Understanding sudden death
The Windland Smith Rice Sudden Death Genomics Lab has discovered more than a dozen genes with a predisposition to sudden death and remains committed to improving diagnostic and prognostic approaches to long QT syndrome, hypertrophic cardiomyopathy, sudden death in young athletes and sudden infant death syndrome (SIDS).
The Windland Smith Rice Sudden Death Genomics Laboratory at Mayo Clinic is dedicated to the discovery of novel disease-causing genes and the elucidation of genotype-phenotype relationships.
Located in Rochester, Minnesota, and led by principal investigator Michael J. Ackerman, M.D., Ph.D., the Sudden Death Genomics Lab is developing new treatments and studying cardiac channelopathies, hypertrophic cardiomyopathy and postmortem genetic testing.
In particular, our lab studies:
In conjunction with the Long QT Syndrome Clinic/Genetic Heart Rhythm Clinic, at Mayo Clinic, our lab conducts clinical translational research efforts devoted to identifying people at greatest risk of sudden death.
In addition to gene discovery, we focus on characterization, modeling and development of potential treatments of novel arrhythmia-associated genes and variants via whole-cell electrophysiology, and modeling of patient-specific induced pluripotent stem cell cardiomyocytes.
Our lab has a large clinical research program focused on understanding treatments and outcomes of these conditions, with several ongoing retrospective and prospective studies and clinical trials.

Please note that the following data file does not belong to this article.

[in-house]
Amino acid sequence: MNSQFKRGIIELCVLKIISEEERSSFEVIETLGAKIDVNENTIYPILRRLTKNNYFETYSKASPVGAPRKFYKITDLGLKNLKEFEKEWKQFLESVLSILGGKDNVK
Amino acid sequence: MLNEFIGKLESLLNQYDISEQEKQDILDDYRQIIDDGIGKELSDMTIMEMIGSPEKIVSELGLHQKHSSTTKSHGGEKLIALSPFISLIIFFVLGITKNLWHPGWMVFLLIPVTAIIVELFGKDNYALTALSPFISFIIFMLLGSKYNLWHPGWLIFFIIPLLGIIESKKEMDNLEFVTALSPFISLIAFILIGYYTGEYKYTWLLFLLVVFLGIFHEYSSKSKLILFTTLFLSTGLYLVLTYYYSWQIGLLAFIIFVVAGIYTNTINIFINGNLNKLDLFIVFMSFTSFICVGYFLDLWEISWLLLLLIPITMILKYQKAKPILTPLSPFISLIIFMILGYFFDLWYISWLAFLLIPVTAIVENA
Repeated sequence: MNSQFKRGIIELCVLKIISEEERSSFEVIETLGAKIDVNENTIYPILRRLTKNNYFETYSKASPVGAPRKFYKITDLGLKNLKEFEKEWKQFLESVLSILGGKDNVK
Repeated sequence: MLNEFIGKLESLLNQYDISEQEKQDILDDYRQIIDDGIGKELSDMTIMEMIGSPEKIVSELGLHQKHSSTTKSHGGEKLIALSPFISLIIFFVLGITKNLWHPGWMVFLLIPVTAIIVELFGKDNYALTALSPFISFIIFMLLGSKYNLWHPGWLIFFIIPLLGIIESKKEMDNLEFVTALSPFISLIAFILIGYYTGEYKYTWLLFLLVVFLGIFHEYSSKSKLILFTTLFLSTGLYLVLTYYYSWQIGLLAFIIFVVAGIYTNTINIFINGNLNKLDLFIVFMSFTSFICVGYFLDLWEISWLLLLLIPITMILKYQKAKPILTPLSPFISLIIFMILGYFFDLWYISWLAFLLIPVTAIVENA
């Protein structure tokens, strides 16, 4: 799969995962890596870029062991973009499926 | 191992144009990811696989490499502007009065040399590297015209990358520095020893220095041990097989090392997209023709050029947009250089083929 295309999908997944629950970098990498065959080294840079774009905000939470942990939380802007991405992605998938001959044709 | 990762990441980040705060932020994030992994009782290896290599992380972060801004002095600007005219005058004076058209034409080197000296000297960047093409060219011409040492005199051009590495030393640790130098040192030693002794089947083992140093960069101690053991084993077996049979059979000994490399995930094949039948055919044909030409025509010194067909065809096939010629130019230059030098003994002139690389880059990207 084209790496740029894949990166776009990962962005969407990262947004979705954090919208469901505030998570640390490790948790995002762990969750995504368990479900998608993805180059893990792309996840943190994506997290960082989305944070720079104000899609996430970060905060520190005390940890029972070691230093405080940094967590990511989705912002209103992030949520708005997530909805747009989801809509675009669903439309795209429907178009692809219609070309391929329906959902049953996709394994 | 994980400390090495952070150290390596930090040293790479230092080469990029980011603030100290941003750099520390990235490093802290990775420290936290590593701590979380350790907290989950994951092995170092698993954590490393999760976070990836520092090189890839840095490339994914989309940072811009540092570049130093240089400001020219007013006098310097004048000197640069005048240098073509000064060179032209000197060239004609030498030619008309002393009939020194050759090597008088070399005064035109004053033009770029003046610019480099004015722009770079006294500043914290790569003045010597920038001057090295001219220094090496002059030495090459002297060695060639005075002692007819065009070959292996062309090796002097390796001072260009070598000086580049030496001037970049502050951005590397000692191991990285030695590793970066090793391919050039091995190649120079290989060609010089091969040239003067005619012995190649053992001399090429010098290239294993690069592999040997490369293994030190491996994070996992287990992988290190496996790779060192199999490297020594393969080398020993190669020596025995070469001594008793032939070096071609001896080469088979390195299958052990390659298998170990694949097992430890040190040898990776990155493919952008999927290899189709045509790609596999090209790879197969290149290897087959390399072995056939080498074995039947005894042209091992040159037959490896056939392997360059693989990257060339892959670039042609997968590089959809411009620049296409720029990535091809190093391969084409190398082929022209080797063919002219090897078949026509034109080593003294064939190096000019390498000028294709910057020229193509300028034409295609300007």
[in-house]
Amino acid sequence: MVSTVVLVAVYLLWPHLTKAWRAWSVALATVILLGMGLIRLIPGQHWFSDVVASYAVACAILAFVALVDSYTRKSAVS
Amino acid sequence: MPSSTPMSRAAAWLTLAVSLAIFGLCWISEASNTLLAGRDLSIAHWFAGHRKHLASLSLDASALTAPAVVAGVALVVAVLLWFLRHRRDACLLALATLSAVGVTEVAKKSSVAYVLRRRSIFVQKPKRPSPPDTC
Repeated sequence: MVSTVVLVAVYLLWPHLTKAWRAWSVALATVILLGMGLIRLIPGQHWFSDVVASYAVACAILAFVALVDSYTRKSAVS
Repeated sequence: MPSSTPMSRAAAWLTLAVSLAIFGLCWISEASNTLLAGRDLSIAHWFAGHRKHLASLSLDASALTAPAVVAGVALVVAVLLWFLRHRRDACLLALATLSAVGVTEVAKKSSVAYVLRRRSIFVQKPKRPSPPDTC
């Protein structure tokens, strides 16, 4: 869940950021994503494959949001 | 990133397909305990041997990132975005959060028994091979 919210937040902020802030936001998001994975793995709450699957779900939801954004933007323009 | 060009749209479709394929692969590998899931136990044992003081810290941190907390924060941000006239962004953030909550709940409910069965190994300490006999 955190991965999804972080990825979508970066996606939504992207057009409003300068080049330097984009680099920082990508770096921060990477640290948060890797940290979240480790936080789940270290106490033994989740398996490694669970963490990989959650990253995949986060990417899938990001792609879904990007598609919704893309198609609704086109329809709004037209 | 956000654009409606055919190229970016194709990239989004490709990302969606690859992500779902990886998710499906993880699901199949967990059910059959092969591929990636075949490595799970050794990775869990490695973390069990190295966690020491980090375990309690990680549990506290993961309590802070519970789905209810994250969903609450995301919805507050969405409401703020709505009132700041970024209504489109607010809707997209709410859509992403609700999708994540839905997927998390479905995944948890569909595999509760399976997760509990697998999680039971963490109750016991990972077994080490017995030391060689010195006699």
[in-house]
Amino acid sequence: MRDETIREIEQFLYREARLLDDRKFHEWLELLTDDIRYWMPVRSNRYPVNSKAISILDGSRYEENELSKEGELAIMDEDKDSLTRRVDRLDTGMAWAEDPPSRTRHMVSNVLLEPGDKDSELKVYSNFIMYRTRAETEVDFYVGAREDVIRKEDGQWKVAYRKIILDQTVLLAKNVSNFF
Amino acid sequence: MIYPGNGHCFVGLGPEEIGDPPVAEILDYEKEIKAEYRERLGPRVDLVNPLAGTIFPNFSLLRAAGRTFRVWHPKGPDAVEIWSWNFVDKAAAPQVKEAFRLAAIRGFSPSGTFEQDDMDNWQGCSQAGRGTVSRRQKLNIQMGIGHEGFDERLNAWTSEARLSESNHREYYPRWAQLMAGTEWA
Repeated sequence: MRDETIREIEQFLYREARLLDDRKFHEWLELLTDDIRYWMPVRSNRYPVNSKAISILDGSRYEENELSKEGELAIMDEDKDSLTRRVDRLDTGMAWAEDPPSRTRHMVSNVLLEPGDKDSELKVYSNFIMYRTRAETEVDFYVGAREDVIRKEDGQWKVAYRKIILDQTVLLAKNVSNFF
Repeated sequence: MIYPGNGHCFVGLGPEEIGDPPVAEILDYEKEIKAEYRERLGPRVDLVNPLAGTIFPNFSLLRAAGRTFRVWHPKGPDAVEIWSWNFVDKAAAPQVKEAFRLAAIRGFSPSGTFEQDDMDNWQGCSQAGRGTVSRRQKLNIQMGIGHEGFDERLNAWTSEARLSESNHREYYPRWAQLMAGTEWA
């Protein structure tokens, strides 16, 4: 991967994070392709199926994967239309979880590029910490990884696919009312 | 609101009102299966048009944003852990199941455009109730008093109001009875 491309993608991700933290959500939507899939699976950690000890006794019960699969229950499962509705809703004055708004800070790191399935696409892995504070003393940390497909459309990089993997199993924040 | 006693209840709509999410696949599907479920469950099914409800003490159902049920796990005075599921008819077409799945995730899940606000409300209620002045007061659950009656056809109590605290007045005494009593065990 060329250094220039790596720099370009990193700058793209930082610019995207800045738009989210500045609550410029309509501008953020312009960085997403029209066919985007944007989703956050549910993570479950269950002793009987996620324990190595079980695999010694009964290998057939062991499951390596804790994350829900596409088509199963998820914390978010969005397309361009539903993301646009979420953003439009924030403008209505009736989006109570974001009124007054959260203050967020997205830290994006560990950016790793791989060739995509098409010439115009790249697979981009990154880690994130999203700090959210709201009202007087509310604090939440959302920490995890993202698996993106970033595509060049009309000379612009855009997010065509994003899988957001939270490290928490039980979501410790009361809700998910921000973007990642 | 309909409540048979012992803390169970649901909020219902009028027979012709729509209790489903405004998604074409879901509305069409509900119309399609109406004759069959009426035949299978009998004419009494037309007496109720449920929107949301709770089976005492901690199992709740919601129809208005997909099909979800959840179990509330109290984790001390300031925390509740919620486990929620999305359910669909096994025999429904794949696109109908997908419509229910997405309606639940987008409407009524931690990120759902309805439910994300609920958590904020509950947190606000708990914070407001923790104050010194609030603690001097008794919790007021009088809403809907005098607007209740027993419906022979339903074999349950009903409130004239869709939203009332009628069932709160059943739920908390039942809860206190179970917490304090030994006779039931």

Our lab also collaborates on cardiovascular disease research with other scientists at Mayo Clinic and around the world.
About Dr. Ackerman
Dr. Ackerman is a distinguished physician and researcher. Dr. Ackerman is a pediatric cardiologist at Mayo Clinic in Rochester, Minnesota, and holds the Windland Smith Rice Cardiovascular Genomics Research Professorship. He is a professor of medicine, a professor of pediatrics and a professor of pharmacology at Mayo Clinic College of Medicine and Science. He joined the staff of Mayo Clinic in July 2000 as a senior associate consultant and assistant professor in medicine and pediatrics.
Dr. Ackerman graduated summa cum laude in 1988 from Luther College in Decorah, Iowa, with a B.A. in mathematics. In 1995, he earned an M.D. and a Ph.D. from Mayo Clinic School of Medicine and Mayo Clinic Graduate School of Biomedical Sciences. He completed a postdoctoral research fellowship in the laboratory of Stephen N. Thibodeau, Ph.D., with a Howard W. Siebens Molecular Medicine Award. Dr. Ackerman was in residency training in pediatrics and adolescent medicine and fellowship training in pediatric cardiology in the Mayo Clinic Graduate School of Biomedical Sciences from 1995 to 2000.
He received the Mayo Brothers Distinguished Fellowship Award in 1997 and the Donald C. Balfour Mayo Clinic Alumni Association Research Award from the Mayo Alumni Association in 2000. In 2007, Dr. Ackerman received the 25th distinguished Young Investigator Award from the Society for Pediatric Research. He was inducted into the American Society for Clinical Investigation in 2010.
Dr. Ackerman has also received numerous Mayo Clinic research and teaching awards, including the Teacher of the Year award from Mayo Medical School in 2009, the Outstanding Investigator Award from the Department of Medicine in 2011, the Dean's Recognition Award from Mayo Medical School in 2013, and the Mayo Clinic Distinguished Clinician Award in 2015.